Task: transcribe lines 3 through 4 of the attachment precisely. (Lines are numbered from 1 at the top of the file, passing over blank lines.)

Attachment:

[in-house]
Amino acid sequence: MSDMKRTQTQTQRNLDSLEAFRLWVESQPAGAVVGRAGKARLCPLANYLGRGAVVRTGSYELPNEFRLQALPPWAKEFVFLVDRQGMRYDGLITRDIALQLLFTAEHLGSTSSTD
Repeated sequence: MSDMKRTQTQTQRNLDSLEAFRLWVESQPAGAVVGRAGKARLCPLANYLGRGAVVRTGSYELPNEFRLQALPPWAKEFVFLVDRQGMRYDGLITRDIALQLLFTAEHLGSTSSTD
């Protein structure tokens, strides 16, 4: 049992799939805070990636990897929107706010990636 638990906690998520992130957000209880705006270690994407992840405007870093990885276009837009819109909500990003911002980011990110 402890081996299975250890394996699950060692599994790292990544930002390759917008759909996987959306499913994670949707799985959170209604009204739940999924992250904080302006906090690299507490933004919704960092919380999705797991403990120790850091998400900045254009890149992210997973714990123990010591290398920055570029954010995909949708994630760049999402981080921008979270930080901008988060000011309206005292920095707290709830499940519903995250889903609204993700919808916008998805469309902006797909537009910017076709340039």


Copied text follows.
Repeated sequence: MSDMKRTQTQTQRNLDSLEAFRLWVESQPAGAVVGRAGKARLCPLANYLGRGAVVRTGSYELPNEFRLQALPPWAKEFVFLVDRQGMRYDGLITRDIALQLLFTAEHLGSTSSTD
């Protein structure tokens, strides 16, 4: 049992799939805070990636990897929107706010990636 638990906690998520992130957000209880705006270690994407992840405007870093990885276009837009819109909500990003911002980011990110 402890081996299975250890394996699950060692599994790292990544930002390759917008759909996987959306499913994670949707799985959170209604009204739940999924992250904080302006906090690299507490933004919704960092919380999705797991403990120790850091998400900045254009890149992210997973714990123990010591290398920055570029954010995909949708994630760049999402981080921008979270930080901008988060000011309206005292920095707290709830499940519903995250889903609204993700919808916008998805469309902006797909537009910017076709340039």